June 20, 2016  
Blogger Peter Rozovsky said...

John: Who knows? Maybe that strain of Quebecois culture is an inheritance from France/

June 20, 2016  
Blogger Peter Rozovsky said...

Well, Simenon was Belgian, though he did base the Maigret books in France. One trait he shares with Vargas is that of basing his series in Paris, but having the characters travel frequently to other parts of the country.

I would not dignify my humble observation with the name of thesis; I have done no research into the matter. And my interest is in alternative or makeshift households, rather than households per se. Families, of course, are a staple of all kinds of fiction from many countries. But I can think of none offhand other than the French who are so fond of taking a bunch of characters in straitened circumstances and bring them together under one roof.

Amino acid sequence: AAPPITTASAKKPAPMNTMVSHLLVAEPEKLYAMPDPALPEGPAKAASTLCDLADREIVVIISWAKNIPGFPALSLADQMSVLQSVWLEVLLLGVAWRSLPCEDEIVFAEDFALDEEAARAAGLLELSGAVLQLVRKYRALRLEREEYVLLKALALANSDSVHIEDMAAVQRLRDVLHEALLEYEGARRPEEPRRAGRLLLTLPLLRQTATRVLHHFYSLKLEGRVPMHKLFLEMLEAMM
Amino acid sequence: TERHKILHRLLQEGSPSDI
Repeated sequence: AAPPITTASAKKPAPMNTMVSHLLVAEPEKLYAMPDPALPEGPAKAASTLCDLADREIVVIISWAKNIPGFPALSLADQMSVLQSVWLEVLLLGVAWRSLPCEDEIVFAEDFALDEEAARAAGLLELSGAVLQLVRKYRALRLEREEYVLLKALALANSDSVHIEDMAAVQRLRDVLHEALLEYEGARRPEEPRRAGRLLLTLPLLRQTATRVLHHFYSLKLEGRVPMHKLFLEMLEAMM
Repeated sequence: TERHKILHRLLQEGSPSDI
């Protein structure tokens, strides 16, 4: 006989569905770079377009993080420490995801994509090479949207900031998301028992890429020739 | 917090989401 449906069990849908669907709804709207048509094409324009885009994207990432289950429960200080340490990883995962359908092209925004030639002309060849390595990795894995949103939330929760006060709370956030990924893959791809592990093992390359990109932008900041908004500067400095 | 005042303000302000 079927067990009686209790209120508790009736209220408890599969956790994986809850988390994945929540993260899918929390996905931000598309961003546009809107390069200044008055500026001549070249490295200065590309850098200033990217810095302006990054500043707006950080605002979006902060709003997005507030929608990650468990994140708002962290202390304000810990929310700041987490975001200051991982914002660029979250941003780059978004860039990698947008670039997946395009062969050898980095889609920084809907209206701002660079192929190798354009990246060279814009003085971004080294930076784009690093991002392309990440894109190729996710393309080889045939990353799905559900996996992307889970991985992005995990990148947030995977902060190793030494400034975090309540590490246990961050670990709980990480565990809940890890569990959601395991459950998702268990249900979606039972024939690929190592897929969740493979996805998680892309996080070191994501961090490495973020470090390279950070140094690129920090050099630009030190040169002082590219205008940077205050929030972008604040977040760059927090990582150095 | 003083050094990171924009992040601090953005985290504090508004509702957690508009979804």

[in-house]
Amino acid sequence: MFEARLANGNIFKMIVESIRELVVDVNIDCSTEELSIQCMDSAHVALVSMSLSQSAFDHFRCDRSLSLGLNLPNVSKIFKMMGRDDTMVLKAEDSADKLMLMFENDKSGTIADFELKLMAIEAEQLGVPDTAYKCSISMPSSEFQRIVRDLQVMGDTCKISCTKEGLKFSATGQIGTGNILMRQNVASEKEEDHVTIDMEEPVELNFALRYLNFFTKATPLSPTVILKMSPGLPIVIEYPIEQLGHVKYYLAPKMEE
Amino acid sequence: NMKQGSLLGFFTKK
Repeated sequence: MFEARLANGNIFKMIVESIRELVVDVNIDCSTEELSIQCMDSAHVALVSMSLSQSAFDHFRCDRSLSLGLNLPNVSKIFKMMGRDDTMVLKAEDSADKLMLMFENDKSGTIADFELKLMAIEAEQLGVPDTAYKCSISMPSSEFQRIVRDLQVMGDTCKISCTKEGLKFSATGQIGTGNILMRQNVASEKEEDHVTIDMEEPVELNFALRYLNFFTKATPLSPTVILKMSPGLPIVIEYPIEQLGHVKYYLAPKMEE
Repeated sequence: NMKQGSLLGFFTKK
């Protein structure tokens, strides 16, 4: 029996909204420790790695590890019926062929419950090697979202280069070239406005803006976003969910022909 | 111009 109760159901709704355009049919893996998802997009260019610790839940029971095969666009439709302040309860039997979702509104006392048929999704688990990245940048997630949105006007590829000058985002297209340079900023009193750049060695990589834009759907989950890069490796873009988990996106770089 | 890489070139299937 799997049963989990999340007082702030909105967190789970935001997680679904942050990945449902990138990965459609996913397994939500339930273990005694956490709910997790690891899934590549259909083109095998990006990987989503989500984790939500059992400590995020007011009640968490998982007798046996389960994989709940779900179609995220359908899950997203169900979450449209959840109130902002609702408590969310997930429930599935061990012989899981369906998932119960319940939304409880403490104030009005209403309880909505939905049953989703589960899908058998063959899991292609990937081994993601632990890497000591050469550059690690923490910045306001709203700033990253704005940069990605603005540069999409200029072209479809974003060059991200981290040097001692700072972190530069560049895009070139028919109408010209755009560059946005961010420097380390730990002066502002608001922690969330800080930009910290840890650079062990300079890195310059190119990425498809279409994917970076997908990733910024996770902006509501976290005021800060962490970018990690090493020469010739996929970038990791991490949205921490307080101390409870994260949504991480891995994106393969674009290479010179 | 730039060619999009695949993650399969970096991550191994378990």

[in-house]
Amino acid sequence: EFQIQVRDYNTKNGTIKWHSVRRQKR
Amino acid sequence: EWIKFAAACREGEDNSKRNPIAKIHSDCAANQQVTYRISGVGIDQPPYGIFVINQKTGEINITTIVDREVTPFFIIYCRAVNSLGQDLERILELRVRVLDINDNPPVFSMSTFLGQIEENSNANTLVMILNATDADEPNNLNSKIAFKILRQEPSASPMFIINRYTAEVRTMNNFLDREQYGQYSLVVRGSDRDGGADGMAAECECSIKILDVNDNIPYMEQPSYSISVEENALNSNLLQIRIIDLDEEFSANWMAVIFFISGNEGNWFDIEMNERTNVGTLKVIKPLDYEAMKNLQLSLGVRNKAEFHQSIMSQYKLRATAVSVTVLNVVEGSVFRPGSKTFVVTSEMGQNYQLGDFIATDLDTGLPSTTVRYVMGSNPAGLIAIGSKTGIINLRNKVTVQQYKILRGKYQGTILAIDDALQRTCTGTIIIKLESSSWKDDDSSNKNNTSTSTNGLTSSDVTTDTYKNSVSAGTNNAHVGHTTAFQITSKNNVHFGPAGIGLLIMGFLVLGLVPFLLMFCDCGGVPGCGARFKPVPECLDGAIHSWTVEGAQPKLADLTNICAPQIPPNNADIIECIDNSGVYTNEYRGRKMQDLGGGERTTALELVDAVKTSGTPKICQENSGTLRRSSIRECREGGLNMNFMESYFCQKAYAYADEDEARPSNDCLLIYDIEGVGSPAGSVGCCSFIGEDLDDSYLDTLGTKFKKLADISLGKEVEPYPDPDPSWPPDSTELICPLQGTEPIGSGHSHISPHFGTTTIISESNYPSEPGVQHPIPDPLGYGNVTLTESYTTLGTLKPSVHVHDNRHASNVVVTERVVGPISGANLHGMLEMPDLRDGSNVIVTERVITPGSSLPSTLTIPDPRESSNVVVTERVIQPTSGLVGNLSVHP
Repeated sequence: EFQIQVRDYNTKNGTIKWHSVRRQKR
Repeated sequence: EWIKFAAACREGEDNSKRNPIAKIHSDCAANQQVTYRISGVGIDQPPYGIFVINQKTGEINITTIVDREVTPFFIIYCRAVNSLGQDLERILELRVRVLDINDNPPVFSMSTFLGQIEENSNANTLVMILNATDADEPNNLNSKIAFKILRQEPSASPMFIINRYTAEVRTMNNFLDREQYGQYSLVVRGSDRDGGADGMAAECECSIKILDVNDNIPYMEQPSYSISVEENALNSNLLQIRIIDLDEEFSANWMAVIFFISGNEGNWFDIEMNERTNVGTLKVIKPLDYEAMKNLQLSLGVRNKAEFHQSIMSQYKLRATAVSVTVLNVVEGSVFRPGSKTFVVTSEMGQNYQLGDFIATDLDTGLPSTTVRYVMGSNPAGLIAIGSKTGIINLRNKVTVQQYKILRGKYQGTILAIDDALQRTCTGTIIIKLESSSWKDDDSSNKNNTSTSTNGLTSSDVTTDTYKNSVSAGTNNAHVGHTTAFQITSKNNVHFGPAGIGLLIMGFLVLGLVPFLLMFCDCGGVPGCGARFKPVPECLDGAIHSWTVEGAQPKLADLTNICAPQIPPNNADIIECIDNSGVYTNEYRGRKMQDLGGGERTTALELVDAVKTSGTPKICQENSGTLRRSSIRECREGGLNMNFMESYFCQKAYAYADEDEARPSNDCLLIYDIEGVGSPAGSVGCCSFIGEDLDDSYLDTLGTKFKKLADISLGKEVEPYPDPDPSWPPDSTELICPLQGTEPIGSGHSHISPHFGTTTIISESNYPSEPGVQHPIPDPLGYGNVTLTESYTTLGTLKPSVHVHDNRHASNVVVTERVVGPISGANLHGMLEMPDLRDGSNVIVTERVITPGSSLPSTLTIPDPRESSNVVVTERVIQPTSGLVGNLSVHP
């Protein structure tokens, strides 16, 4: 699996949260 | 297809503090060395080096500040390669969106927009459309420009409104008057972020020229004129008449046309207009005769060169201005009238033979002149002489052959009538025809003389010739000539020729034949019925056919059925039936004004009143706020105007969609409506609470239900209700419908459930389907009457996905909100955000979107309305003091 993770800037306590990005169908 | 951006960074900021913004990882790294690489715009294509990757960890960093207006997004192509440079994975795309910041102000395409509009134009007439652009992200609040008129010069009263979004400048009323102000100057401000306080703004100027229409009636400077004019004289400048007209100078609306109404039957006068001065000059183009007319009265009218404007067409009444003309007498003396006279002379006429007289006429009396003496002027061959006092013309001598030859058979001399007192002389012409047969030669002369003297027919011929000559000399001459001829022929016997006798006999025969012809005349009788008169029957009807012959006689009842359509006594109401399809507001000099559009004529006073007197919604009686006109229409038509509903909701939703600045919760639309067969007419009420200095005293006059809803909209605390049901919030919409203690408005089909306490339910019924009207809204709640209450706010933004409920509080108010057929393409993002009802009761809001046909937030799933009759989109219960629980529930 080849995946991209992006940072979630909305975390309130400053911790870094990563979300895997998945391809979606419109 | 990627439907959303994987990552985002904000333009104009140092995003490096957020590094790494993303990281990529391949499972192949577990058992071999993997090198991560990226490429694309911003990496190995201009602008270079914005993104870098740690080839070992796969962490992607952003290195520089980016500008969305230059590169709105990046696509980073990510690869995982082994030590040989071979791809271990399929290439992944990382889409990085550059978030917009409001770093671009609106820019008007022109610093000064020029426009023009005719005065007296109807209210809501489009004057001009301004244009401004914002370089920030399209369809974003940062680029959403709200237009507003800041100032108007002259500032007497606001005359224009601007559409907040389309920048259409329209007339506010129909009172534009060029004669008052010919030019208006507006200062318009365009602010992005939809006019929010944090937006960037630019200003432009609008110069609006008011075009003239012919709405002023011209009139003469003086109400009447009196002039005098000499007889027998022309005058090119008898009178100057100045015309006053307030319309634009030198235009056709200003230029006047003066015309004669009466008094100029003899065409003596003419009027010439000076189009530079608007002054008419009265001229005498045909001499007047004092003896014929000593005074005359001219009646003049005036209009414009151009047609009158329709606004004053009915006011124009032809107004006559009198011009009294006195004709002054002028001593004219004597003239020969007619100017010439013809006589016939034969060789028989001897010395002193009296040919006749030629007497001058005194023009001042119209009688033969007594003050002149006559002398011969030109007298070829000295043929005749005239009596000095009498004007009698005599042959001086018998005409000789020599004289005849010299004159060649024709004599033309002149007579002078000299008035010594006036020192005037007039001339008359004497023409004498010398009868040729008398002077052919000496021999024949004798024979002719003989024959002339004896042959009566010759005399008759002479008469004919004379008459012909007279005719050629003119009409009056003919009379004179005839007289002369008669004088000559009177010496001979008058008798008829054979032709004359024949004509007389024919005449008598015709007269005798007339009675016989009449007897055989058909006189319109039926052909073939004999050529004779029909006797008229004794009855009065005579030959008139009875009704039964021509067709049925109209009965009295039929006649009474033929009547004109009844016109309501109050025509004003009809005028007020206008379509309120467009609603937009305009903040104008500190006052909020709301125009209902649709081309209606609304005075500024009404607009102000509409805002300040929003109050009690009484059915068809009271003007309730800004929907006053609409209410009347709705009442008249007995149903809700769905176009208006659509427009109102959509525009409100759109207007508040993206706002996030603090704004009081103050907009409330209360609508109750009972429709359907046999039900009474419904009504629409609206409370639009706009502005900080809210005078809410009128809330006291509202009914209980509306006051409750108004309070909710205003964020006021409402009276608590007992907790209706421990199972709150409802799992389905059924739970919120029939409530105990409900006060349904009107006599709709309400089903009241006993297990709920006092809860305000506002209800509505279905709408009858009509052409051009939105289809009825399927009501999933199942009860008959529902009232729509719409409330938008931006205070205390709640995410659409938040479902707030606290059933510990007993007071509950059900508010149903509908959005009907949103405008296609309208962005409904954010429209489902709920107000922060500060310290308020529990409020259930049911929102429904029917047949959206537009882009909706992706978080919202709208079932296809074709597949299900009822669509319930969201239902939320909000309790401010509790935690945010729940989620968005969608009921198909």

June 20, 2016  
Blogger Peter Rozovsky said...

R.T.: I have made one observation about households in Simenon's Maigret novels. You'll know that unhappy or at least complicated domestic lives are the rule in American crime fiction. Maigret, on the other hand, enjoys meals at home, cooked by Mme. Maigret. I always enjoy those scenes.

June 20, 2016  
Blogger R. T. (Tim) Davis said...

Good points, Peter. I think -- based upon my not very good memory -- that domestic scenes among Maigret's suspects and witnesses during his travels are interesting snapshots of French life in 30s and 40s. But even as I write that sentence, I suspect that is not a unique feature among crime novels; after all, the family is the one thing in common for almost every human being.

June 20, 2016  
Blogger Peter Rozovsky said...

You might like Simenon's book of non-Maigret stories called The 13 Culprits: https://www.fantasticfiction.com/s/georges-simenon/13-culprits.htm

June 20, 2016  
Blogger R. T. (Tim) Davis said...